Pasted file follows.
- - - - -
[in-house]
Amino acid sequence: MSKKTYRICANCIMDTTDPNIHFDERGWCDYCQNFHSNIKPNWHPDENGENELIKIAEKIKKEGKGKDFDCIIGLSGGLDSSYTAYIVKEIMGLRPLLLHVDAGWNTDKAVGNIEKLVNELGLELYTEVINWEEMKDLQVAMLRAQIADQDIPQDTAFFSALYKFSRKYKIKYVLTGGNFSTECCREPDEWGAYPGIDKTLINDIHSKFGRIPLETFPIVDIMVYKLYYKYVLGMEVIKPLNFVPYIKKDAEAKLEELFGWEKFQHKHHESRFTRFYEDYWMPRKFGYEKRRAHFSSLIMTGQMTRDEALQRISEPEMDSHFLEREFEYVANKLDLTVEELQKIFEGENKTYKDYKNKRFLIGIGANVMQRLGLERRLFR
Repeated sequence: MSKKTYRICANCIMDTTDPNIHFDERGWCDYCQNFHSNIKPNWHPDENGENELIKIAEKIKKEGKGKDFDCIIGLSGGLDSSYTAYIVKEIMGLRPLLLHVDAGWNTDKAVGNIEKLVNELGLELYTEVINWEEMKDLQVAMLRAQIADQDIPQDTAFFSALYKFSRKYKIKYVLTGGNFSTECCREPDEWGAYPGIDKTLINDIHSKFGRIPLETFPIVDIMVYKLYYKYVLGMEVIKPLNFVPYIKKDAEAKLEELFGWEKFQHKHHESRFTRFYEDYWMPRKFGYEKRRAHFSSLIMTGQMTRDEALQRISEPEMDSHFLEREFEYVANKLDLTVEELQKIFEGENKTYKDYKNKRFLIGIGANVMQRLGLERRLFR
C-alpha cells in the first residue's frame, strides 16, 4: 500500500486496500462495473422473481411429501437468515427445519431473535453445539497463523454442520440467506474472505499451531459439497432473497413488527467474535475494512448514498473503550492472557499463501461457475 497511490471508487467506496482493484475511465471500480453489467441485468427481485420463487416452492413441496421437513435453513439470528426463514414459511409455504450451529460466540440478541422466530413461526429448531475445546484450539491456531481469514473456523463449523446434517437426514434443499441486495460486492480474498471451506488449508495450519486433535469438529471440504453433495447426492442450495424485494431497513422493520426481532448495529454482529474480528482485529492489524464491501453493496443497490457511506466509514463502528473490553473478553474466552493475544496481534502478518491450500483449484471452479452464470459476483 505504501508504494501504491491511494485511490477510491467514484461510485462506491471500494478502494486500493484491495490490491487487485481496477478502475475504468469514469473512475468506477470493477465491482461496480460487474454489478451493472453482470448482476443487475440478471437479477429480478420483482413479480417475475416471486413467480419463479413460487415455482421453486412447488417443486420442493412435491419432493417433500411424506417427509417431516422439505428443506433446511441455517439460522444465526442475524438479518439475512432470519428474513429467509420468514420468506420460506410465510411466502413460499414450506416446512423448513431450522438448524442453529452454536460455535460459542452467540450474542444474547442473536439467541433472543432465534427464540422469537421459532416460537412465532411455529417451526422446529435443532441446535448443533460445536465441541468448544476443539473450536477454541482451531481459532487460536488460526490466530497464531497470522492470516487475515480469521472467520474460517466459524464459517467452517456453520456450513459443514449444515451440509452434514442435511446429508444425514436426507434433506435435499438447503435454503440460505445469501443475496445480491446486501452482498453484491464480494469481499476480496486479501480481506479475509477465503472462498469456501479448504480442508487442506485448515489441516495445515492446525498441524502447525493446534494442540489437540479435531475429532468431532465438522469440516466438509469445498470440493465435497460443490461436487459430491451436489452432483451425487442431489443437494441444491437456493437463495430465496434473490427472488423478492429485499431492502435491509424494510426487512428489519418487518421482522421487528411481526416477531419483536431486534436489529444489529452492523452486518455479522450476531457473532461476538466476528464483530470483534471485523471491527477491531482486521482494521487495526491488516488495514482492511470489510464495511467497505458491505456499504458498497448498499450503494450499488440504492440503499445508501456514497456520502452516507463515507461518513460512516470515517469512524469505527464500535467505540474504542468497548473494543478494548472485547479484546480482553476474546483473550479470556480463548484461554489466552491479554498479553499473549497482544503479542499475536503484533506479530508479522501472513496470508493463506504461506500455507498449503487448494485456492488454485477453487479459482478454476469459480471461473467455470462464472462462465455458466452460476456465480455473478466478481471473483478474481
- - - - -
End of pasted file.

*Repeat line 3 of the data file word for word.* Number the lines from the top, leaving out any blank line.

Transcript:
Repeated sequence: MSKKTYRICANCIMDTTDPNIHFDERGWCDYCQNFHSNIKPNWHPDENGENELIKIAEKIKKEGKGKDFDCIIGLSGGLDSSYTAYIVKEIMGLRPLLLHVDAGWNTDKAVGNIEKLVNELGLELYTEVINWEEMKDLQVAMLRAQIADQDIPQDTAFFSALYKFSRKYKIKYVLTGGNFSTECCREPDEWGAYPGIDKTLINDIHSKFGRIPLETFPIVDIMVYKLYYKYVLGMEVIKPLNFVPYIKKDAEAKLEELFGWEKFQHKHHESRFTRFYEDYWMPRKFGYEKRRAHFSSLIMTGQMTRDEALQRISEPEMDSHFLEREFEYVANKLDLTVEELQKIFEGENKTYKDYKNKRFLIGIGANVMQRLGLERRLFR